MEDINA — Local historian Bob Hyde will be the grand marshal of the Medina Bicentennial Parade on July 4. However, if he had his druthers, that honorable distinction would have gone to his late friend, Macy Hallock, who died in November at age 94.
“Macy was a big help for me,” Hyde said. “I golfed with him every Friday. They used to say we knew all the skeletons in Medina.”
Hyde, 85, is working feverishly on his ever-evolving “Beyond the Storefronts,” which is a tour through the history of Medina.
It can be accessed at www.medinasquare.org.
“I hoped Macy had lived another six months,” Hyde said Wednesday.
Had his friend been alive, Hyde said, he would have supported him to be grand marshal, and noted Hallock’s daughter, Debra, called him to congratulate him.
“I’m sure Macy will look down and say my buddy’s there in my place,” Hyde said. “He was a personal friend for 60 years. It’s sad. We were the last of the Mohicans. I hope I make it another six months.”
His friendship with Hallock dates to the 1950s when the Medina Jaycees found funding to build Memorial Pool.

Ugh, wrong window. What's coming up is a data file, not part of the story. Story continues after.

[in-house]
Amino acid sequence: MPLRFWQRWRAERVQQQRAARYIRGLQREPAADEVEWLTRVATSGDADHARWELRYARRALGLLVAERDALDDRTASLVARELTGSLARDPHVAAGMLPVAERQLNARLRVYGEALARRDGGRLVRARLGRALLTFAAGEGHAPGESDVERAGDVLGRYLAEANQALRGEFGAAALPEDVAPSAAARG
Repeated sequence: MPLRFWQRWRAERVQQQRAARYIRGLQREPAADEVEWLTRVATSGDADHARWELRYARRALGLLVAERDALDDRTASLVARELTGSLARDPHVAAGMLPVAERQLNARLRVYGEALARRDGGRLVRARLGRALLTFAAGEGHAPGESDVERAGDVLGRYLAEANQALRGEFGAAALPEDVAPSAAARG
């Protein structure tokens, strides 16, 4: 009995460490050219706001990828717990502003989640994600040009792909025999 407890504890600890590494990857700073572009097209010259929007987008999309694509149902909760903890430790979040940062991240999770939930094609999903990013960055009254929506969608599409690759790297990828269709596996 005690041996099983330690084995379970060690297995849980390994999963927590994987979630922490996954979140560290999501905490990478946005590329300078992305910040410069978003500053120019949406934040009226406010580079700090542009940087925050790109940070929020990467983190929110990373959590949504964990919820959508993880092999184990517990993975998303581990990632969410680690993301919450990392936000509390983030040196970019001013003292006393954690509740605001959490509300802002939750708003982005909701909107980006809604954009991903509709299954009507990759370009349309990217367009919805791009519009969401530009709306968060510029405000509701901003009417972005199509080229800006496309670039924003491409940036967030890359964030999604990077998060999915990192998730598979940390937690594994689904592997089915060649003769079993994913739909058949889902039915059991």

“Me and (fellow Jaycee) Bob Riegger are the only ones left,” Hyde said.
Mayor Dennis Hanwell and Medina City Council selected Hyde for the grand marshal honor, and he likened it to being a “dignitary” for the day.
“It’s like being the mayor for one day,” Hyde said. “They generally put a ribbon around your shoulders, you sit in a convertible and then make a few comments after the parade is over.”
After his selection, Hyde said, he immediately went to Medina Library and started looking up past grand marshals in the city in 1918 (the city’s 100-year anniversary) and 1976 (the country’s 200-year anniversary). He hadn’t found their names as of Wednesday.
“Beyond the Storefronts” started out as a winter project and has grown into “more than a full-time job.”
“I’ve been doing this for 22 years. I’ve not done it by myself.”
People continue to send him old pictures of Medina and the Historic District. He also has supported two Facebook pages, Roadside History of Medina, and You’re from Medina if … Each page has about 5,000 followers.
He’s said he planning a walking tour of Public Square in April, which he believes will be popular. For it, he spent hours at the library researching former bank presidents at Old Phoenix Bank, now Huntington National Bank, along with finding information on 29 former postmasters through the years in Medina.
Hyde said the first post office in Medina was in 1817 and located where the Laribee & Hertrick law office is today at 325 N. Broadway St.
He’s researched more than 2,500 proprietors from 1826 to 2017. There were 186 locations on the square that housed businesses. Now, there are only 132, he said.
“The rest are parking lots,” Hyde said.
“When the 250th centennial comes along, I hope someone will carry this on.”
Contact reporter Bob Finnan at (330) 721-4049 or email@example.com.